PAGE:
In the first major foreign-policy speech of his tenure, President Barack Obama told a wildly cheering audience in Prague that the United States would commit itself to "a world without nuclear weapons" and then described in detail the "trajectory" required to get there. In the almost three years since that euphoric moment, the Obama White House has done what it so often does -- forthrightly acknowledge the complexity of its visionary goal, issue nuanced documents that compromise that goal even while reaffirming it, and accept half-measures, then quarter-measures, in the face of utterly unreasonable partisan opposition, surrendering more than planned to get less than expected.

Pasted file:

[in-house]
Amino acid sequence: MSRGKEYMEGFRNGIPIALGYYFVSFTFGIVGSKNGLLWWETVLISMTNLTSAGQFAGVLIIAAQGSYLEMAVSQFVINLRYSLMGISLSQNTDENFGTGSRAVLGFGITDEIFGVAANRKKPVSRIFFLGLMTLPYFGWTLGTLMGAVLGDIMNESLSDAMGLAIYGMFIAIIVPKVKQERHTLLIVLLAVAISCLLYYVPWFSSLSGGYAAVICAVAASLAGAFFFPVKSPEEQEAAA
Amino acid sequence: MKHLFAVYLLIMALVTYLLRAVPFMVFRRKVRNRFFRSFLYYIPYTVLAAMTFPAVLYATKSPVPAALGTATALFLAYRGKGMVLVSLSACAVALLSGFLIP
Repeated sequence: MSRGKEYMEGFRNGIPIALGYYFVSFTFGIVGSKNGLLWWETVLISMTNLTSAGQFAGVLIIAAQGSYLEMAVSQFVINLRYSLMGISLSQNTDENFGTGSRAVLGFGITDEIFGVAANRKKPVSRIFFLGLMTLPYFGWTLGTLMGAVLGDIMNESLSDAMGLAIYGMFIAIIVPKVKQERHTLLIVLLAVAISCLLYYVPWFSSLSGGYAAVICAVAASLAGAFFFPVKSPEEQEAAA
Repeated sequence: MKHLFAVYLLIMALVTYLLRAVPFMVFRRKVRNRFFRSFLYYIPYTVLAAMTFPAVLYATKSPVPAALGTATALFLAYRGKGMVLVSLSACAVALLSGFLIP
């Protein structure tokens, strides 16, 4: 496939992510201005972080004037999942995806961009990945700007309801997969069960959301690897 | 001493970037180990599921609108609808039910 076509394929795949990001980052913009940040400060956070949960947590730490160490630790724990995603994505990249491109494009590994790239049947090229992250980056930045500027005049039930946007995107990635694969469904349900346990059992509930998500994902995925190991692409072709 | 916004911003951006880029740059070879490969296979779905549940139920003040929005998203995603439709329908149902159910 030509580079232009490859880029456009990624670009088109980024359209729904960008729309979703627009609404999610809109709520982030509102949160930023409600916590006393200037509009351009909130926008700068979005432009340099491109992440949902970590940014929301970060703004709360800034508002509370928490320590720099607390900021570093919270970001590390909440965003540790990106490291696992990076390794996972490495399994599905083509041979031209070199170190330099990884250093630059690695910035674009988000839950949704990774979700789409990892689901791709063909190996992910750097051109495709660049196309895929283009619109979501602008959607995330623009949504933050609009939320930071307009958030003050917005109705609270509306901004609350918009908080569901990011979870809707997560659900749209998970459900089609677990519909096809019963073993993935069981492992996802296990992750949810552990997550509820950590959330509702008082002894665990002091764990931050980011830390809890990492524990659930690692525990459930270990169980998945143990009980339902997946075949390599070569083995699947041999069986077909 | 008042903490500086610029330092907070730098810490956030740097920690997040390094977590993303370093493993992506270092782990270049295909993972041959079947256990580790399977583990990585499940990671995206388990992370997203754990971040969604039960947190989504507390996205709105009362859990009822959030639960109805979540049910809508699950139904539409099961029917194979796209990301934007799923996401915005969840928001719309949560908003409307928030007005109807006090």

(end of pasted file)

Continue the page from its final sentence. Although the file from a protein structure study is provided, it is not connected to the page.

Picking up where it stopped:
Obama now has the chance -- perhaps his last chance -- to finally make good on his Prague pledge. He has ordered a review of the U.S. strategic arsenal, to be delivered to him in the coming weeks. The president must decide how many nuclear weapons the United States really needs. Arms control advocates think that this time, finally, Obama will grasp the nettle and accept that the country needs far fewer deployed warheads than the 1,760 or so it now has. I hope he does. But the mottled history of the last three years should give any disarmament advocate pause.